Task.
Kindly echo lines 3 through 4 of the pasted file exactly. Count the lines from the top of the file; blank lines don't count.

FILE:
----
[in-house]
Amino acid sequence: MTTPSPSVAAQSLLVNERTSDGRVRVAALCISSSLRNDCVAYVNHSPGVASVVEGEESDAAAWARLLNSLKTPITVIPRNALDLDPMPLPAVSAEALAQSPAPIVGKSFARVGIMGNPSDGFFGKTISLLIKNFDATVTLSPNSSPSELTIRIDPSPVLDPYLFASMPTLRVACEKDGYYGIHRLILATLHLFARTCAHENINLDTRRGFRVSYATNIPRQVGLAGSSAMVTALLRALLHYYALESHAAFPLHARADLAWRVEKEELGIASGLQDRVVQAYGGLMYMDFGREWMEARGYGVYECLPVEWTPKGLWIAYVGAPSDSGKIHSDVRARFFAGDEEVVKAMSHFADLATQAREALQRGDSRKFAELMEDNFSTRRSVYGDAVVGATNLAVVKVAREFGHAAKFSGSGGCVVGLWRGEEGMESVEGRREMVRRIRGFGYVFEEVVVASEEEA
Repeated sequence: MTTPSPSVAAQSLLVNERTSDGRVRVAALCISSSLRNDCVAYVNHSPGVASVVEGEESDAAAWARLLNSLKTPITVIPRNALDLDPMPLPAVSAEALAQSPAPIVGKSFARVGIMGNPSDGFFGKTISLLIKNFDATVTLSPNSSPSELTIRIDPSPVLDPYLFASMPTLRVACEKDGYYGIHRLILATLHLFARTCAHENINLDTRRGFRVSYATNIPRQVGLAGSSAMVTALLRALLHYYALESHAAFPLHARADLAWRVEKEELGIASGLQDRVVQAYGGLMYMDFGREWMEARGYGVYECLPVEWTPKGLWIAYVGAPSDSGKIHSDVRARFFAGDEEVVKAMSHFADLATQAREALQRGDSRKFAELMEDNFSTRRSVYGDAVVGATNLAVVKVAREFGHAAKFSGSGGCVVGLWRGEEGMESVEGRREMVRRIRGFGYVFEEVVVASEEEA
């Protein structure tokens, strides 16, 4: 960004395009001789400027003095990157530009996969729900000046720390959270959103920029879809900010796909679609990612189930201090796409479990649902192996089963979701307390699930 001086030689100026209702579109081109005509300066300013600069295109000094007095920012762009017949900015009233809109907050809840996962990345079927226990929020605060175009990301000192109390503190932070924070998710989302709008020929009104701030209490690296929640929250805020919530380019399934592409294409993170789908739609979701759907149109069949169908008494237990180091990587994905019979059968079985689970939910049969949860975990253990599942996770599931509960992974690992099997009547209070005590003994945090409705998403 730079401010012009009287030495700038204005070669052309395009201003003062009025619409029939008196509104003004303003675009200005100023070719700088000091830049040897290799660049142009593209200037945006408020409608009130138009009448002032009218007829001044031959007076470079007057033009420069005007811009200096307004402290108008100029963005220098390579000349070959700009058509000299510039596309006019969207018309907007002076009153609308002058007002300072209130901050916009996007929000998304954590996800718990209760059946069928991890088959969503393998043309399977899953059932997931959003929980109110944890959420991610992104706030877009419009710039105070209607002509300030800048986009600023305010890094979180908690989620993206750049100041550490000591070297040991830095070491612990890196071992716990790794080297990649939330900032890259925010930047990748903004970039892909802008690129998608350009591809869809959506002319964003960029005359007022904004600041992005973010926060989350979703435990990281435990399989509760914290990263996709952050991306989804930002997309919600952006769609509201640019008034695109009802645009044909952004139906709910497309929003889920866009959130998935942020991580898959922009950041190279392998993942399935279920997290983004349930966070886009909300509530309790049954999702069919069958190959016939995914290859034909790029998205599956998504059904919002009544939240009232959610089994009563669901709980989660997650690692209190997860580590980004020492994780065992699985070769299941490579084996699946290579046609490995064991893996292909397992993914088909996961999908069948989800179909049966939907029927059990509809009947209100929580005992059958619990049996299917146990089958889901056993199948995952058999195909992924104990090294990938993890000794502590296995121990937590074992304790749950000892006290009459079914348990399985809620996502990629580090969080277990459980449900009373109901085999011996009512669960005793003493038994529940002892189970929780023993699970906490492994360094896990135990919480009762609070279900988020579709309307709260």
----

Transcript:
Repeated sequence: MTTPSPSVAAQSLLVNERTSDGRVRVAALCISSSLRNDCVAYVNHSPGVASVVEGEESDAAAWARLLNSLKTPITVIPRNALDLDPMPLPAVSAEALAQSPAPIVGKSFARVGIMGNPSDGFFGKTISLLIKNFDATVTLSPNSSPSELTIRIDPSPVLDPYLFASMPTLRVACEKDGYYGIHRLILATLHLFARTCAHENINLDTRRGFRVSYATNIPRQVGLAGSSAMVTALLRALLHYYALESHAAFPLHARADLAWRVEKEELGIASGLQDRVVQAYGGLMYMDFGREWMEARGYGVYECLPVEWTPKGLWIAYVGAPSDSGKIHSDVRARFFAGDEEVVKAMSHFADLATQAREALQRGDSRKFAELMEDNFSTRRSVYGDAVVGATNLAVVKVAREFGHAAKFSGSGGCVVGLWRGEEGMESVEGRREMVRRIRGFGYVFEEVVVASEEEA
């Protein structure tokens, strides 16, 4: 960004395009001789400027003095990157530009996969729900000046720390959270959103920029879809900010796909679609990612189930201090796409479990649902192996089963979701307390699930 001086030689100026209702579109081109005509300066300013600069295109000094007095920012762009017949900015009233809109907050809840996962990345079927226990929020605060175009990301000192109390503190932070924070998710989302709008020929009104701030209490690296929640929250805020919530380019399934592409294409993170789908739609979701759907149109069949169908008494237990180091990587994905019979059968079985689970939910049969949860975990253990599942996770599931509960992974690992099997009547209070005590003994945090409705998403 730079401010012009009287030495700038204005070669052309395009201003003062009025619409029939008196509104003004303003675009200005100023070719700088000091830049040897290799660049142009593209200037945006408020409608009130138009009448002032009218007829001044031959007076470079007057033009420069005007811009200096307004402290108008100029963005220098390579000349070959700009058509000299510039596309006019969207018309907007002076009153609308002058007002300072209130901050916009996007929000998304954590996800718990209760059946069928991890088959969503393998043309399977899953059932997931959003929980109110944890959420991610992104706030877009419009710039105070209607002509300030800048986009600023305010890094979180908690989620993206750049100041550490000591070297040991830095070491612990890196071992716990790794080297990649939330900032890259925010930047990748903004970039892909802008690129998608350009591809869809959506002319964003960029005359007022904004600041992005973010926060989350979703435990990281435990399989509760914290990263996709952050991306989804930002997309919600952006769609509201640019008034695109009802645009044909952004139906709910497309929003889920866009959130998935942020991580898959922009950041190279392998993942399935279920997290983004349930966070886009909300509530309790049954999702069919069958190959016939995914290859034909790029998205599956998504059904919002009544939240009232959610089994009563669901709980989660997650690692209190997860580590980004020492994780065992699985070769299941490579084996699946290579046609490995064991893996292909397992993914088909996961999908069948989800179909049966939907029927059990509809009947209100929580005992059958619990049996299917146990089958889901056993199948995952058999195909992924104990090294990938993890000794502590296995121990937590074992304790749950000892006290009459079914348990399985809620996502990629580090969080277990459980449900009373109901085999011996009512669960005793003493038994529940002892189970929780023993699970906490492994360094896990135990919480009762609070279900988020579709309307709260």